After the relative success of their first Philip K. Dick adaptation, The Man in the High Castle, Amazon purchased the US rights to a Channel 4 anthology series based on his short stories. The series only share one executive producer, but it’s the one that can guarantee the approval of the Philip K. Dick estate—Isa Dick Hackett, his daughter. Each one of the ten episodes is a stand alone story based on, at least in part, a different Philip K. Dick short story, and each episode has a different writing and directing team. And each episode will be reviewed by the same Ms En Scene writing team—Kat Overland, who has seen one episode of Black Mirror, (but has read a lot of Philip K. Dick), and Jazmine Joyner, who reviewed every single episode of Black Mirror’s most recent season.

There will be spoilers!

Electric Dreams 1.6: “Safe And Sound”

Alan Taylor (director), Paul M. Sommers (cinematographer), John Duffy (editor), Kalen Egan and Travis Sentell (writers)
Annalise Basso, Maura Tierney, Connor Paolo, Alice Lee (cast)
Based on the story “Foster, You’re Dead!”

What do you think about the future presented here?”

JJ: I think the future presented here is very interesting; I think it’s very plausible.

KO: I think it was an interesting take on our increasing dependence to technology without veering into “political cartoon where a person is literally chained to their phone” territory of critique. The incredibly deep technological divide between folks with the smart phone/computer stand-in, The Dex, and those without, was well illustrated by its necessity to do basic schoolwork, and felt incredibly plausible if not actually something that’s occurring right now. I also liked the idea that there was an ideological split that led to complete rejection of a surveillance state, leading to a geographical schism in which technological advances are used.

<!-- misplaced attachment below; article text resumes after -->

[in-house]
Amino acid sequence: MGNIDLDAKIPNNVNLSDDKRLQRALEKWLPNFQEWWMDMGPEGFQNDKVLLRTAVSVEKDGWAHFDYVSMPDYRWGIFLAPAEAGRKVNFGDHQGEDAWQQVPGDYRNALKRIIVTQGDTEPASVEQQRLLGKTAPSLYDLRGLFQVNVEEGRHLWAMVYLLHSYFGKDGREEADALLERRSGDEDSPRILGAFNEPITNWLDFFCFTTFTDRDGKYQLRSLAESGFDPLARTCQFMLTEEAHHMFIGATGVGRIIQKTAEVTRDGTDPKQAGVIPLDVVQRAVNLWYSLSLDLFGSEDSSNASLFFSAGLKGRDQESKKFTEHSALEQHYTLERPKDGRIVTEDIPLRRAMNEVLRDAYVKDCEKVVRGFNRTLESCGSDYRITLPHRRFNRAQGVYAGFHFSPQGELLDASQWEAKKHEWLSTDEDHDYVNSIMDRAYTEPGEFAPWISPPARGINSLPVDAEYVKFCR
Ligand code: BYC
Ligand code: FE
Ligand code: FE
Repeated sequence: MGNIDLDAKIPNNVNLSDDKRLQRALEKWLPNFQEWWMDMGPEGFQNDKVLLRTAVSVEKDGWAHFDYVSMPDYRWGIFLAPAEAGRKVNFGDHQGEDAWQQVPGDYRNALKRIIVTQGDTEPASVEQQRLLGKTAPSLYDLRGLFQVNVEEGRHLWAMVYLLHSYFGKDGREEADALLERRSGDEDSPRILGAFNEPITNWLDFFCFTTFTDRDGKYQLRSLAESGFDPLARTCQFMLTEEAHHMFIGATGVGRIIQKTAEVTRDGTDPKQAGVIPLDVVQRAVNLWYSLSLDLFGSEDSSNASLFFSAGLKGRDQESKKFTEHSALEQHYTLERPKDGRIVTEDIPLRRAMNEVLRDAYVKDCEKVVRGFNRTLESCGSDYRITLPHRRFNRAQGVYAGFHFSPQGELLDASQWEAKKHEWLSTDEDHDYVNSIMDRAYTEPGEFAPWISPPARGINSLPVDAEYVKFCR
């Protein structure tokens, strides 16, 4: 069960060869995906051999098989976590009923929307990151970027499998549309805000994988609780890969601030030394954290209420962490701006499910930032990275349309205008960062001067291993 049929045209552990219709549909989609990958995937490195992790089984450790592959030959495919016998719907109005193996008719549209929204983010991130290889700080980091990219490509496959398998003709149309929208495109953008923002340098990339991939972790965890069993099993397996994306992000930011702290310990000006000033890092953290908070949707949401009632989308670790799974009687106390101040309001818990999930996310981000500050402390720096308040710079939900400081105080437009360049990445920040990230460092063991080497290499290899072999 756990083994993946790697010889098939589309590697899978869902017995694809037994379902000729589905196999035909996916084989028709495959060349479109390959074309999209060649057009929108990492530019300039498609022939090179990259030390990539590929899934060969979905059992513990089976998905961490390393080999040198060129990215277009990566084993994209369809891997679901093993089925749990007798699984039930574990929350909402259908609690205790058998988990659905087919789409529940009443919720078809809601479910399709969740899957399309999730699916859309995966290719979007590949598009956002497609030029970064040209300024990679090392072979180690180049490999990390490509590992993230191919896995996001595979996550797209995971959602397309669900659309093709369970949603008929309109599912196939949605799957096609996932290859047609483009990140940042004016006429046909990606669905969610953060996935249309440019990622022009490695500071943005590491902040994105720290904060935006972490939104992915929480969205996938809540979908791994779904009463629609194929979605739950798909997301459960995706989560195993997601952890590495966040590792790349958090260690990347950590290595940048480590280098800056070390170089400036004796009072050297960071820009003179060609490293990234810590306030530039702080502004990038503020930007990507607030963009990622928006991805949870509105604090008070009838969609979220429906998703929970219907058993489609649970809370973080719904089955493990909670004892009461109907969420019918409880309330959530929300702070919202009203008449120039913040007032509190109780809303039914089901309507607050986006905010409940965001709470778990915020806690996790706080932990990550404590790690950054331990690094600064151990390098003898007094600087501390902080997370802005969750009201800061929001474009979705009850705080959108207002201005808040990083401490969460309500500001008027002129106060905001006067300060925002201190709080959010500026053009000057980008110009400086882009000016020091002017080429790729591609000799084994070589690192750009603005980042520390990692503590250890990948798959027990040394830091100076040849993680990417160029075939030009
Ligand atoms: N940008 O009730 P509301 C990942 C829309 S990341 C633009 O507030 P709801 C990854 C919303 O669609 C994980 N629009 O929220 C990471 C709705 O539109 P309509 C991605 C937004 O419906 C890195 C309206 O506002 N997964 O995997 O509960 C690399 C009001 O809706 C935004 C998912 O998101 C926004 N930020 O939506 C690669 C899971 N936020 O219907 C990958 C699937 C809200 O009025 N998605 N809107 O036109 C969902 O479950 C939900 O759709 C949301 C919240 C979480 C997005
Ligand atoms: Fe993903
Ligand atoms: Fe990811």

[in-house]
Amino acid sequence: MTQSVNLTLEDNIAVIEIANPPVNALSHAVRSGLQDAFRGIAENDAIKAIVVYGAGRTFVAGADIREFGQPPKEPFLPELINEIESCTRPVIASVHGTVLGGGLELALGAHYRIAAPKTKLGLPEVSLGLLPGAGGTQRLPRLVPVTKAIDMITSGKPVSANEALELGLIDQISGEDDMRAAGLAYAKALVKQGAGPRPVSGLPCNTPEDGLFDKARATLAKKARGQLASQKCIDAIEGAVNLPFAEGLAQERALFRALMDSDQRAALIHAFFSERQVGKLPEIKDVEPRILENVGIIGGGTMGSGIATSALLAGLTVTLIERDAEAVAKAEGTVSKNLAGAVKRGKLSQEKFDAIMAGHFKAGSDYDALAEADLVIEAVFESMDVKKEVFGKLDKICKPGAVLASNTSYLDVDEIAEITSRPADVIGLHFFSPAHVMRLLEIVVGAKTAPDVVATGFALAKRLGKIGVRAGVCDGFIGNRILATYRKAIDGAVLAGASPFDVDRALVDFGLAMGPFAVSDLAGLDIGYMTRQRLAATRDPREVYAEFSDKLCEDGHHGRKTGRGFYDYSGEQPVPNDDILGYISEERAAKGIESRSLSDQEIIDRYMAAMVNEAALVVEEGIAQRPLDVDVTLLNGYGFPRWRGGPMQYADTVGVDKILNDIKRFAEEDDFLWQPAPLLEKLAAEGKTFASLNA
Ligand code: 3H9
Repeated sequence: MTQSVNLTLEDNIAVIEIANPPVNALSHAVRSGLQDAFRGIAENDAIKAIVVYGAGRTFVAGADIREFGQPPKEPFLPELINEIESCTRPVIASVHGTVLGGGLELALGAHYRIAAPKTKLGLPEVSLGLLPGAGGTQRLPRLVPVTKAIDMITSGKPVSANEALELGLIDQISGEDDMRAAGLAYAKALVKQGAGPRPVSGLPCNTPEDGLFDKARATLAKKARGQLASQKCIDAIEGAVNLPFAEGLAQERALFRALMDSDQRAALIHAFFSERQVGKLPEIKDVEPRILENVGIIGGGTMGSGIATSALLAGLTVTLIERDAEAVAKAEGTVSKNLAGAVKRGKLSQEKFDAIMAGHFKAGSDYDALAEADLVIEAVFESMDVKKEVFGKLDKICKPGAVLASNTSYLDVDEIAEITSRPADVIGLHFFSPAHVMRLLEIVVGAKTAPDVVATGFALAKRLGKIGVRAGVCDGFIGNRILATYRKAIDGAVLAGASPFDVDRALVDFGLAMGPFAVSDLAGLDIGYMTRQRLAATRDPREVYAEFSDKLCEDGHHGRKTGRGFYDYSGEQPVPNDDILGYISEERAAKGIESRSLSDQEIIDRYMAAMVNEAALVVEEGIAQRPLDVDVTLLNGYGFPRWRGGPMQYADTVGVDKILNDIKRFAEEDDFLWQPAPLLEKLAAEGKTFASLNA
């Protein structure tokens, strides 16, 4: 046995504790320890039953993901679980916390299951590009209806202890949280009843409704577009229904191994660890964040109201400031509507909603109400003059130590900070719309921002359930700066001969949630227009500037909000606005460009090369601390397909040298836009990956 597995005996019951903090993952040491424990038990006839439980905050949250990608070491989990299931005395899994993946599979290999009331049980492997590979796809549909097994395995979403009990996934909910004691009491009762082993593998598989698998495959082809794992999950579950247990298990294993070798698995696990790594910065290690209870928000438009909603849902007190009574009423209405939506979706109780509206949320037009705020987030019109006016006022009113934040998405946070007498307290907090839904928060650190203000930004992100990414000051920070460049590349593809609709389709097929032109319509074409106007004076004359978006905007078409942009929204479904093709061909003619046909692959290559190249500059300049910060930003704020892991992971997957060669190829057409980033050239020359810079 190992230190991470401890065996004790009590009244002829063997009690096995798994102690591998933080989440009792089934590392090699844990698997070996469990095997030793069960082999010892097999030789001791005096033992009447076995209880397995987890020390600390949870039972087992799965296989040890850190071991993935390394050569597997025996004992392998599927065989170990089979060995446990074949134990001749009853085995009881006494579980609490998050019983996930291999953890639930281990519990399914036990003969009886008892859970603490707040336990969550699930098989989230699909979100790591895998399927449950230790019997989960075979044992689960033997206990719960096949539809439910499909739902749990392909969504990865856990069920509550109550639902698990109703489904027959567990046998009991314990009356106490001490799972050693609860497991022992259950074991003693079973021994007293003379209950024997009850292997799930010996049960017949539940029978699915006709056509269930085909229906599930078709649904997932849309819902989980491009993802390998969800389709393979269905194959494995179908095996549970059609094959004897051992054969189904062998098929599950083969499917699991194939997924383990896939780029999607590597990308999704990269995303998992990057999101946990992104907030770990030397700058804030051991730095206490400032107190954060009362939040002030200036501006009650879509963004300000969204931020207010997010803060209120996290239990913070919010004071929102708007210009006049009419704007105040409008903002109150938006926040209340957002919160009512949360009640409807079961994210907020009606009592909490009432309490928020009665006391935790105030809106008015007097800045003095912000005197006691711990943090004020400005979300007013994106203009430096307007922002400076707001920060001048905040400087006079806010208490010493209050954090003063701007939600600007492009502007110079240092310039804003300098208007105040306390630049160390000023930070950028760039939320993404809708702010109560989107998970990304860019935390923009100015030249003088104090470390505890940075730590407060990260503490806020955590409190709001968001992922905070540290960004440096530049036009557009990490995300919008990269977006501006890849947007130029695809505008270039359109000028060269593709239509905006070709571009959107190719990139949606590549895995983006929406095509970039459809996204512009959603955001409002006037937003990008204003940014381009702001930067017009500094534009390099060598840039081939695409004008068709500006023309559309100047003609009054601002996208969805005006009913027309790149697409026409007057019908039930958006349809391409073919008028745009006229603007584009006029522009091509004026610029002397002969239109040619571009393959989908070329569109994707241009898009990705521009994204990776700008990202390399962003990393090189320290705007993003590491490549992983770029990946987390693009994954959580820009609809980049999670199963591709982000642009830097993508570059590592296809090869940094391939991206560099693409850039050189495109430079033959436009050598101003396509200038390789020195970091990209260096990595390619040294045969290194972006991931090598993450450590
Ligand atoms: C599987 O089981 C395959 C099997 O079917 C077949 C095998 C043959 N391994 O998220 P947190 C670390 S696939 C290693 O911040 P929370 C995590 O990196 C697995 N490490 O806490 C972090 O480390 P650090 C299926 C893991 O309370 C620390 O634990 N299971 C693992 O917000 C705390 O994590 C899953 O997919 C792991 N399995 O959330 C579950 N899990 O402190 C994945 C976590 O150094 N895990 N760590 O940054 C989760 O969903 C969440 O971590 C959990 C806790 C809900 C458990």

How is diversity represented within the narrative?

JJ: There was one Black kid and one Asian girl, but they were both framed as possible terrorists, and that was very disappointing.

KO: You might be shocked to hear, but it’s about another white protagonist who’s being exploited by the state! I was most interested in Milena (Alice Lee), and was really hoping she’d get more development. It felt like we knew more about her father and his politics than we did about the lead’s mother (Maura Tierney). I wanted to hear her perspective on The Dex, as an outsider with experience in that world.

The treatment of mental illness in this episode made for a great plot point but was kind of gracelessly done—I don’t know if a lighter touch would have been better but it was kind of a cudgel.

How effective was this episode’s plot?

JJ: I think this episode is the best use of that Philip K. Dick paranoia. That aspect made the plot very entertaining, because at one point you weren’t sure if what was going on was all in her head or if it was real. I think that if they left it open-ended it would have been a way better episode. They showed all their cards at the end and kinda killed the vibe in my opinion.